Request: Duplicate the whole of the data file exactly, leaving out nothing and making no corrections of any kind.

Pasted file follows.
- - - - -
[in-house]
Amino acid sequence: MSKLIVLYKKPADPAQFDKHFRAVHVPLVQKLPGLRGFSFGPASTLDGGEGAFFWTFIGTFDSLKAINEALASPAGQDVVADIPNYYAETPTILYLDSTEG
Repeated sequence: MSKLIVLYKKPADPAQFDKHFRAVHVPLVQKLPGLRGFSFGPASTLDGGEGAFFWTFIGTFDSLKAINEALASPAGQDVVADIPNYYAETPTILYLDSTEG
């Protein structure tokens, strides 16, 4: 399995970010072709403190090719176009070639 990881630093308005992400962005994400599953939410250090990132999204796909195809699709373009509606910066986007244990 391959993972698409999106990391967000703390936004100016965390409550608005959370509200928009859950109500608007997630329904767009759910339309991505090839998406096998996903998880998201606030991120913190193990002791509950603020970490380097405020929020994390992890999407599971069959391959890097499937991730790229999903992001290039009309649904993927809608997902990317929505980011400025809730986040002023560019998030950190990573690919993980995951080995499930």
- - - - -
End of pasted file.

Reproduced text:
[in-house]
Amino acid sequence: MSKLIVLYKKPADPAQFDKHFRAVHVPLVQKLPGLRGFSFGPASTLDGGEGAFFWTFIGTFDSLKAINEALASPAGQDVVADIPNYYAETPTILYLDSTEG
Repeated sequence: MSKLIVLYKKPADPAQFDKHFRAVHVPLVQKLPGLRGFSFGPASTLDGGEGAFFWTFIGTFDSLKAINEALASPAGQDVVADIPNYYAETPTILYLDSTEG
């Protein structure tokens, strides 16, 4: 399995970010072709403190090719176009070639 990881630093308005992400962005994400599953939410250090990132999204796909195809699709373009509606910066986007244990 391959993972698409999106990391967000703390936004100016965390409550608005959370509200928009859950109500608007997630329904767009759910339309991505090839998406096998996903998880998201606030991120913190193990002791509950603020970490380097405020929020994390992890999407599971069959391959890097499937991730790229999903992001290039009309649904993927809608997902990317929505980011400025809730986040002023560019998030950190990573690919993980995951080995499930």